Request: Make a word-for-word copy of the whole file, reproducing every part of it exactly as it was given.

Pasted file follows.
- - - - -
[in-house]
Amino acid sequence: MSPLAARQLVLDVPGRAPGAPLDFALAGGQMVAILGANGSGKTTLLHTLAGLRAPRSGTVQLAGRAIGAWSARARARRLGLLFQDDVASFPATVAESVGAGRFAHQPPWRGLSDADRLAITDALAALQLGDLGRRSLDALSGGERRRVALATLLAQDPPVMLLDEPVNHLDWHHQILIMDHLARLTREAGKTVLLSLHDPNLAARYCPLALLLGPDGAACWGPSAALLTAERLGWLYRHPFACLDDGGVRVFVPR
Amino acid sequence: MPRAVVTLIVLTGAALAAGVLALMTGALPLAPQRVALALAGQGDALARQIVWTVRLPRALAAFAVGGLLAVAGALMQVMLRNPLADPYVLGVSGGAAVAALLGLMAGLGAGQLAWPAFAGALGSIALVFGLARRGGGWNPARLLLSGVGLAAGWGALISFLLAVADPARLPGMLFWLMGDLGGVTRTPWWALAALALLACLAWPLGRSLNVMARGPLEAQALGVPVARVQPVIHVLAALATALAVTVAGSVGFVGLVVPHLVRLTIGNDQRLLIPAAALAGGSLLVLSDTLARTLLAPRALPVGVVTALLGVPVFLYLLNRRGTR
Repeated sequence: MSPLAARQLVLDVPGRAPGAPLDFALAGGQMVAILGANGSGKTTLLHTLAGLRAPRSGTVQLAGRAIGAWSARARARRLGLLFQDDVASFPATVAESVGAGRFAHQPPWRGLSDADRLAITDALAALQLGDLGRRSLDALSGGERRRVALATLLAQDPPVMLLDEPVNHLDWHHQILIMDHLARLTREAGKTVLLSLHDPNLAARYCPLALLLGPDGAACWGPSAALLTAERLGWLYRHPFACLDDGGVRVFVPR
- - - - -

[in-house]
Amino acid sequence: MSPLAARQLVLDVPGRAPGAPLDFALAGGQMVAILGANGSGKTTLLHTLAGLRAPRSGTVQLAGRAIGAWSARARARRLGLLFQDDVASFPATVAESVGAGRFAHQPPWRGLSDADRLAITDALAALQLGDLGRRSLDALSGGERRRVALATLLAQDPPVMLLDEPVNHLDWHHQILIMDHLARLTREAGKTVLLSLHDPNLAARYCPLALLLGPDGAACWGPSAALLTAERLGWLYRHPFACLDDGGVRVFVPR
Amino acid sequence: MPRAVVTLIVLTGAALAAGVLALMTGALPLAPQRVALALAGQGDALARQIVWTVRLPRALAAFAVGGLLAVAGALMQVMLRNPLADPYVLGVSGGAAVAALLGLMAGLGAGQLAWPAFAGALGSIALVFGLARRGGGWNPARLLLSGVGLAAGWGALISFLLAVADPARLPGMLFWLMGDLGGVTRTPWWALAALALLACLAWPLGRSLNVMARGPLEAQALGVPVARVQPVIHVLAALATALAVTVAGSVGFVGLVVPHLVRLTIGNDQRLLIPAAALAGGSLLVLSDTLARTLLAPRALPVGVVTALLGVPVFLYLLNRRGTR
Repeated sequence: MSPLAARQLVLDVPGRAPGAPLDFALAGGQMVAILGANGSGKTTLLHTLAGLRAPRSGTVQLAGRAIGAWSARARARRLGLLFQDDVASFPATVAESVGAGRFAHQPPWRGLSDADRLAITDALAALQLGDLGRRSLDALSGGERRRVALATLLAQDPPVMLLDEPVNHLDWHHQILIMDHLARLTREAGKTVLLSLHDPNLAARYCPLALLLGPDGAACWGPSAALLTAERLGWLYRHPFACLDDGGVRVFVPR